When registered, businesses can save on waste disposal, help the environment and help genuine people facing hardship.

More information can be found at the website www.foodbank.org.au/y-waste.

Captions for photos

Foodbank 1 -3: Flock Espresso Cafe, Lismore. Photo: Samantha Elley
Foodbank 4 Vegan dish Zucchini Spaghetti Napoli made by Yummify. Photo contributed

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Business News

NSW Premier refuses to meet collectively with mayors of 12 COVID-hit communities

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QR codes, masks and tests please

NSW Premier refuses to meet collectively with mayors of 12 COVID-hit communities

The NSW Premier has refused to meet collectively with mayors in the 12 local government areas (LGAs) hardest hit by COVID-19 to discuss the devastating impacts of the State’s health orders on their communities.

Local Government NSW (LGNSW) President Linda Scott asked Premier Gladys Berejiklian on August 16 to meet with LGNSW and the affected community leaders, as well as the Minister for Health and the Police Commissioner, but this week the Premier declined to take the meeting.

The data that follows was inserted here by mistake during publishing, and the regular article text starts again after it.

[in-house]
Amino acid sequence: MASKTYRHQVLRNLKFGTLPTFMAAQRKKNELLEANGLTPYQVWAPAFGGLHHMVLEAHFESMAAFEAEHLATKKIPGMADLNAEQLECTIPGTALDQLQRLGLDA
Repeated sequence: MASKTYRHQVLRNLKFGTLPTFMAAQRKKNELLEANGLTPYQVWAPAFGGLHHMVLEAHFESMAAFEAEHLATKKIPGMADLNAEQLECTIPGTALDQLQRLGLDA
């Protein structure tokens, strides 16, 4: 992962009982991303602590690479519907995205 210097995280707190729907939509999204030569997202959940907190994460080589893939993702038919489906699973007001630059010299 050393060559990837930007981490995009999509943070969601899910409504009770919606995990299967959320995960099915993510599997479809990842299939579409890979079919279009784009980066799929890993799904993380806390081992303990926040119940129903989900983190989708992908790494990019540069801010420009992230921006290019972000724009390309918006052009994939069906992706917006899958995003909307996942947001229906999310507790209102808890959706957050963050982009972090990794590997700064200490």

“The Premier says she wants to hear the voices of local communities and is willing to meet with community leaders but has rejected this opportunity to meet collectively with the 12 mayors working night and day through the impacts of the current outbreak,” Cr Scott said.

“I’m surprised the Premier would reject such a golden opportunity to build consensus in facing down this very real threat to the well-being of our most vulnerable communities. These leaders are willing to set aside the time, but the Premier seems unwilling.

“The Premier’s rejection of our request actually breaches the commitment made in the Intergovernmental Agreement, which the Premier signed on behalf of State Government and I signed on behalf of local government in October 2019.

“In this agreement, the Premier promised to consult with LGNSW and our sector before any significant policy decisions were made and to work with us to achieve positive outcomes for our communities. But on this occasion it has not happened.”

Cr Scott rejected suggestions her public disappointment with the Premier’s response was politically motivated.

“The 12 affected local government areas have mayors and councillors of every political stripe, including Liberal, Labor and Independents,” she said.

“This is a bipartisan attempt to work better together for NSW communities that need our support. There’s never been a more crucial time for all elected leaders to put aside any political differences and work together.”

Cr Scott said LGNSW would continue to push for the collective meeting on behalf of the mayors in affected communities.